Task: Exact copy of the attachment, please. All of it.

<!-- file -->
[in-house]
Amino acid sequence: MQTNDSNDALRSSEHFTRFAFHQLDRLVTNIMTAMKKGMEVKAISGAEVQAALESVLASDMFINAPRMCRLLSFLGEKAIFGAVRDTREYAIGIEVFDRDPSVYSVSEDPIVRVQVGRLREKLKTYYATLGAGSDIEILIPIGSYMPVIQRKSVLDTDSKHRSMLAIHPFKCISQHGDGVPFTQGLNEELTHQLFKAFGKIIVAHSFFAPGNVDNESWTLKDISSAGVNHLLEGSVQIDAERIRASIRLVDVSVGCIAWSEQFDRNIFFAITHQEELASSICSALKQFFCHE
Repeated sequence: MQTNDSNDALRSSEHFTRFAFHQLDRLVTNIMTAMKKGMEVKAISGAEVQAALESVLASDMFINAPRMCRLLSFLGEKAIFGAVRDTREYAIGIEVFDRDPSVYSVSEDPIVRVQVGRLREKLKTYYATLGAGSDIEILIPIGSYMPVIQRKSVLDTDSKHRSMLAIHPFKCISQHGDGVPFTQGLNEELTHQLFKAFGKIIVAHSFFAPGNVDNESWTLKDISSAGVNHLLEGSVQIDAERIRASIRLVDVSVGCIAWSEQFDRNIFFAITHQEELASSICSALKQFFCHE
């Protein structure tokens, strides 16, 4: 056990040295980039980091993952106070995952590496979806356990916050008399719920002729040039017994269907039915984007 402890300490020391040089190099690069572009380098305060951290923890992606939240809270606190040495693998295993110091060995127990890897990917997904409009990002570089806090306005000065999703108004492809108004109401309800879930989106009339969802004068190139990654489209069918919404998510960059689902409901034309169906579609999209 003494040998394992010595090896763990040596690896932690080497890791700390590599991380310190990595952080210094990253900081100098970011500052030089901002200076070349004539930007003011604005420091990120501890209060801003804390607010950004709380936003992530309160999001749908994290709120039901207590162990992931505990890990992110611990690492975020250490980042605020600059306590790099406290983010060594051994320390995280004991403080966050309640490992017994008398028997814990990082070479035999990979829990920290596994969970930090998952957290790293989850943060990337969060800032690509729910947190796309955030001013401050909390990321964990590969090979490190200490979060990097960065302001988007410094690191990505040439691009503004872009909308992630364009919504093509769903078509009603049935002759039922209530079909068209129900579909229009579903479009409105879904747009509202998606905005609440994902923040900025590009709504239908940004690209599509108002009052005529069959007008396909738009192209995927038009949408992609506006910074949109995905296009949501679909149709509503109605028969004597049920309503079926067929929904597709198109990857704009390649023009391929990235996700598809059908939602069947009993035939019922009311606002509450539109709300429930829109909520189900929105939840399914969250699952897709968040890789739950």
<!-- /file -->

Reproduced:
[in-house]
Amino acid sequence: MQTNDSNDALRSSEHFTRFAFHQLDRLVTNIMTAMKKGMEVKAISGAEVQAALESVLASDMFINAPRMCRLLSFLGEKAIFGAVRDTREYAIGIEVFDRDPSVYSVSEDPIVRVQVGRLREKLKTYYATLGAGSDIEILIPIGSYMPVIQRKSVLDTDSKHRSMLAIHPFKCISQHGDGVPFTQGLNEELTHQLFKAFGKIIVAHSFFAPGNVDNESWTLKDISSAGVNHLLEGSVQIDAERIRASIRLVDVSVGCIAWSEQFDRNIFFAITHQEELASSICSALKQFFCHE
Repeated sequence: MQTNDSNDALRSSEHFTRFAFHQLDRLVTNIMTAMKKGMEVKAISGAEVQAALESVLASDMFINAPRMCRLLSFLGEKAIFGAVRDTREYAIGIEVFDRDPSVYSVSEDPIVRVQVGRLREKLKTYYATLGAGSDIEILIPIGSYMPVIQRKSVLDTDSKHRSMLAIHPFKCISQHGDGVPFTQGLNEELTHQLFKAFGKIIVAHSFFAPGNVDNESWTLKDISSAGVNHLLEGSVQIDAERIRASIRLVDVSVGCIAWSEQFDRNIFFAITHQEELASSICSALKQFFCHE
């Protein structure tokens, strides 16, 4: 056990040295980039980091993952106070995952590496979806356990916050008399719920002729040039017994269907039915984007 402890300490020391040089190099690069572009380098305060951290923890992606939240809270606190040495693998295993110091060995127990890897990917997904409009990002570089806090306005000065999703108004492809108004109401309800879930989106009339969802004068190139990654489209069918919404998510960059689902409901034309169906579609999209 003494040998394992010595090896763990040596690896932690080497890791700390590599991380310190990595952080210094990253900081100098970011500052030089901002200076070349004539930007003011604005420091990120501890209060801003804390607010950004709380936003992530309160999001749908994290709120039901207590162990992931505990890990992110611990690492975020250490980042605020600059306590790099406290983010060594051994320390995280004991403080966050309640490992017994008398028997814990990082070479035999990979829990920290596994969970930090998952957290790293989850943060990337969060800032690509729910947190796309955030001013401050909390990321964990590969090979490190200490979060990097960065302001988007410094690191990505040439691009503004872009909308992630364009919504093509769903078509009603049935002759039922209530079909068209129900579909229009579903479009409105879904747009509202998606905005609440994902923040900025590009709504239908940004690209599509108002009052005529069959007008396909738009192209995927038009949408992609506006910074949109995905296009949501679909149709509503109605028969004597049920309503079926067929929904597709198109990857704009390649023009391929990235996700598809059908939602069947009993035939019922009311606002509450539109709300429930829109909520189900929105939840399914969250699952897709968040890789739950």